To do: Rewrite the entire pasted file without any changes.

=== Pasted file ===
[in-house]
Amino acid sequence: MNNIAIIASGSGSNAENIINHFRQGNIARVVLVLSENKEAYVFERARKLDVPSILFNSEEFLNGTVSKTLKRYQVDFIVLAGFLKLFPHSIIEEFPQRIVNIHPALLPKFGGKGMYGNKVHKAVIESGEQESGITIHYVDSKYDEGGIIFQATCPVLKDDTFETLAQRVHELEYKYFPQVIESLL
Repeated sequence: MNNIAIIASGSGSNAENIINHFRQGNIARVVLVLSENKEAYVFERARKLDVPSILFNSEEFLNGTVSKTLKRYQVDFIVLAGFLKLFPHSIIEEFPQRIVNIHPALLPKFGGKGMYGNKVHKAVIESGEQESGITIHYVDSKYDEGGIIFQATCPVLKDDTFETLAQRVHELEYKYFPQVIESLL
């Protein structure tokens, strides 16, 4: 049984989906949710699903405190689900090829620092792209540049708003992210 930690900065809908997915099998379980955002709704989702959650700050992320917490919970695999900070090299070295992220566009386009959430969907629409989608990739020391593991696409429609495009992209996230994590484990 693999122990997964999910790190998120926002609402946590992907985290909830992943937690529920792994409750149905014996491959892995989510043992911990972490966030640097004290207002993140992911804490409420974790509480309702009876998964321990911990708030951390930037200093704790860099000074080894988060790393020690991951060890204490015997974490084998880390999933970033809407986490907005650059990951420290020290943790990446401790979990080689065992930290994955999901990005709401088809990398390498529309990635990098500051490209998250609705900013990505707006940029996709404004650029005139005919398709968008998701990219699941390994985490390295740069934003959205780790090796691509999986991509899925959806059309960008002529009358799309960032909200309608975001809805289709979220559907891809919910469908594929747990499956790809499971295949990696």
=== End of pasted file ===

[in-house]
Amino acid sequence: MNNIAIIASGSGSNAENIINHFRQGNIARVVLVLSENKEAYVFERARKLDVPSILFNSEEFLNGTVSKTLKRYQVDFIVLAGFLKLFPHSIIEEFPQRIVNIHPALLPKFGGKGMYGNKVHKAVIESGEQESGITIHYVDSKYDEGGIIFQATCPVLKDDTFETLAQRVHELEYKYFPQVIESLL
Repeated sequence: MNNIAIIASGSGSNAENIINHFRQGNIARVVLVLSENKEAYVFERARKLDVPSILFNSEEFLNGTVSKTLKRYQVDFIVLAGFLKLFPHSIIEEFPQRIVNIHPALLPKFGGKGMYGNKVHKAVIESGEQESGITIHYVDSKYDEGGIIFQATCPVLKDDTFETLAQRVHELEYKYFPQVIESLL
């Protein structure tokens, strides 16, 4: 049984989906949710699903405190689900090829620092792209540049708003992210 930690900065809908997915099998379980955002709704989702959650700050992320917490919970695999900070090299070295992220566009386009959430969907629409989608990739020391593991696409429609495009992209996230994590484990 693999122990997964999910790190998120926002609402946590992907985290909830992943937690529920792994409750149905014996491959892995989510043992911990972490966030640097004290207002993140992911804490409420974790509480309702009876998964321990911990708030951390930037200093704790860099000074080894988060790393020690991951060890204490015997974490084998880390999933970033809407986490907005650059990951420290020290943790990446401790979990080689065992930290994955999901990005709401088809990398390498529309990635990098500051490209998250609705900013990505707006940029996709404004650029005139005919398709968008998701990219699941390994985490390295740069934003959205780790090796691509999986991509899925959806059309960008002529009358799309960032909200309608975001809805289709979220559907891809919910469908594929747990499956790809499971295949990696």